David Beckham, Heidi Klum Reveal the Best Advice They Received as Kids
Based on these answers, we'd say mother really does know best.
A generous handful of Hollywood's most glamorous celebrities (at least, those who weren’t partying it up with Stella McCartney at Amoeba Records) made like Cinderella and got all dressed up for the UNICEF Ball in Beverly Hills on Tuesday evening. The annual fundraiser recognized the work of the organization as well as their newest partnership with French fashion house Louis Vuitton.
This year, the guest of honor was none other than world-renowned underwear model David Beckham, whom you may also know from sports. The 40-year-old was recognized for his work with UNICEF over the past 15 years, including the foundation of "7: The David Beckham UNICEF Fund."
While much of the praise throughout the evening was rightfully heaped upon Beckham (who, as presenter Elton John noted, "even smells terrific thanks to his own personal fragrance, which I wear myself when I want to smell especially sporty and fresh") as well as Mariah Carey, who dazzled the crowd performing "Always Be My Baby," "We Belong Together" and "Hero," the true focus was on the children worldwide who UNICEF works tirelessly to protect.
In keeping with the theme of childhood, we asked UNICEF ambassadors including Heidi Klum and Alyssa Milano, as well as Beckham himself, for the best piece of advice they received as children and — spoiler — things got deep.
Nicolas Ghesquiere, Creative Director of Louis Vuitton
"Probably to trust in yourself and believe in your dreams, and believe that nothing is impossible. I know that’s cliché, but that’s what I heard when I was a kid ... that anything could be possible. And I think every kid has to think that, and it will make them become what they want.
"Of course, psychologically [when you are] growing — I think it’s always hard to pick out what you want to do in life. And when a passion becomes what you really want to do and what you do as a day job, it becomes something really special. I think it’s beautiful when I see people finding that, and I wish for every kid to find that."
"Well, my mum used to always say to me, 'Let your little light shine' — like, let that little light from inside shine, let your heart shine. Don’t try and be anything else, just be authentically you, don’t try to follow trends or follow what people are doing, just really feel — like go deep inside yourself and let that shine.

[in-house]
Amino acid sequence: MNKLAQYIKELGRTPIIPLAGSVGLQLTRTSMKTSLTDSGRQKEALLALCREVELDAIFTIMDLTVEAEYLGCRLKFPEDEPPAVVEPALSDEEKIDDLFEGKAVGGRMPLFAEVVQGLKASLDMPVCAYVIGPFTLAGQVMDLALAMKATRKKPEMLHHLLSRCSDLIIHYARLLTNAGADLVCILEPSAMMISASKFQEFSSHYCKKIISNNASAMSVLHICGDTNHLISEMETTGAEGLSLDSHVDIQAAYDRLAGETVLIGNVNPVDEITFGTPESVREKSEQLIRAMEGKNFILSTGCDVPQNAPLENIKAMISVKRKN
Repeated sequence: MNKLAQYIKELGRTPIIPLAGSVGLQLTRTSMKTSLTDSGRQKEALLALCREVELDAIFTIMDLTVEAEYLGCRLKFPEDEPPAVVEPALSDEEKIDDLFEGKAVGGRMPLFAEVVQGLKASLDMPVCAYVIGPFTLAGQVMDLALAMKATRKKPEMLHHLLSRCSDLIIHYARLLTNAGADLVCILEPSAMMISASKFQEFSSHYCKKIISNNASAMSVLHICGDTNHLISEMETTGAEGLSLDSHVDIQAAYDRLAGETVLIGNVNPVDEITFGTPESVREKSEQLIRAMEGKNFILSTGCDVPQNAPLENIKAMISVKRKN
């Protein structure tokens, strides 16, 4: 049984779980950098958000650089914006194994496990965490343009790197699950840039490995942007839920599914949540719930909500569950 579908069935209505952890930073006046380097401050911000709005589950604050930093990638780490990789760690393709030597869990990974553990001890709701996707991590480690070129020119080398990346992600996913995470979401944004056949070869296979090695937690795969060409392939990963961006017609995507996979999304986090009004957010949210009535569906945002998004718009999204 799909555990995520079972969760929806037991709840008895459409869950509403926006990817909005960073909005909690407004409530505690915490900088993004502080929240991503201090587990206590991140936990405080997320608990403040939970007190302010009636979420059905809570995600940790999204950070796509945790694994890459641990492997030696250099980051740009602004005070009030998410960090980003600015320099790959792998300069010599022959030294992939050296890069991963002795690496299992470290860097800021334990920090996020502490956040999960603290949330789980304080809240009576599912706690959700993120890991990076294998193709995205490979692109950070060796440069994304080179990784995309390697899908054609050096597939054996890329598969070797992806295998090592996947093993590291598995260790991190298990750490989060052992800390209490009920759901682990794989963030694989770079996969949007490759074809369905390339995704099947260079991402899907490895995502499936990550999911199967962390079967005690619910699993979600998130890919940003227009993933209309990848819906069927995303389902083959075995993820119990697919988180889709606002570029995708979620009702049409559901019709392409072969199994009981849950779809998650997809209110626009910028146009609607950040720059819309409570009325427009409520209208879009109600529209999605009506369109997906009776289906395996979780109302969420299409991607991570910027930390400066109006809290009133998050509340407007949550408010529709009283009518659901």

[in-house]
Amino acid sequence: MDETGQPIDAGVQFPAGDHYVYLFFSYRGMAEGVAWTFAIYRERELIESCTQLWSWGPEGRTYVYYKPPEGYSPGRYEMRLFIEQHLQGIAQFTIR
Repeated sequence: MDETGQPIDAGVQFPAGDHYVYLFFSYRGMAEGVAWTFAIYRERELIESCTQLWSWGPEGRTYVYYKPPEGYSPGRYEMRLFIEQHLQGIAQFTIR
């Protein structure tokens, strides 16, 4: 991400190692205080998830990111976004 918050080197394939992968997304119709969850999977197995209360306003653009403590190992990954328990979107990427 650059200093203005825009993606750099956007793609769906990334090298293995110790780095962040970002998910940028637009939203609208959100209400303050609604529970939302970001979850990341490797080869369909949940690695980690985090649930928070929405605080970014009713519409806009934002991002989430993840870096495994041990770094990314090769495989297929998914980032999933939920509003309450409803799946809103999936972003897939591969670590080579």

"I definitely feel that it’s helped me be me, and I think that growing up it’s one of the major challenges with young adults and teens because there’s so much pressure to be whatever it is — to be cool' and what not. It’s important to really just be you.
From my mom, it was always like, to not rely on anyone. To not rely on a man to make sure that you can take care of your own life.
You know, for me, it was never, like, looking for a rich husband, it was always — I wanted to make sure I could pay my own bills, you know? No matter what it is that I would be doing. So this is probably something that I will make sure that I will pass on to my kids.
The best advice I received as a kid was to work hard. I learned that from my grandparents — you know, work hard and be humble, and I try to do both.
"My mom is incredible, perhaps the most compassionate and empathetic person I’ve ever met. I remember — I was actually talking to my mom today about this — I remember being bullied as a kid and at one point being so angry coming home and telling her that I really hated the kid and wanted to kill him, and the thing she said to me — which was not immediately fulfilling to me and not what I was hoping for — she said he probably has a really hard life at home. And of course at the time that made me angry, but in hindsight it’s really — you know, one of the things that I really credit my parents most for in their parenting is instilling sort of a priority in empathy and compassion and that’s just the perfect example of it.
"And I think sometimes even in my life when I try to confront people who I think are sexist or racist — or Piers Morgan (laughs) — I think it’s about sort of remembering that no one thinks that they’re also the bad guy. Everyone’s doing the best that they can. And so sometimes it’s about meeting people on their own terms and even though it might be more easy to give the kind of snarky answer, to get angry, I just try to meet them where they are and realize that’s just probably more effective."
"As a kid, you have to always care about everything. My mother [told me that]. I was being a smart-ass teenager and I said, 'I don’t care,' and she said, 'You know what, you have to care about everything all the time.' And that really resonated, stuck with me all these years."
“Be patient. I think when you’re a kid you’re so in the moment, and your world is so small and you can’t see down the road. You don’t have the understanding that things will be different and that this moment isn’t the end-all be-all of your life. My mother [told me that].”
“The thing that rings out to me that my mom always said is just to be careful, and that your greatest attribute can be your biggest detriment. So everything in moderation. I just think you have to be cognizant. Everyone always says that I never give up, like I’m very perseverant, but I think in excess that’s stubborn. So I think you just have to be conscious of it. So sometimes I’m reluctant to walk away from something because I’m so gung-ho on accomplishing it, but I think you have to know when to put the brakes on.”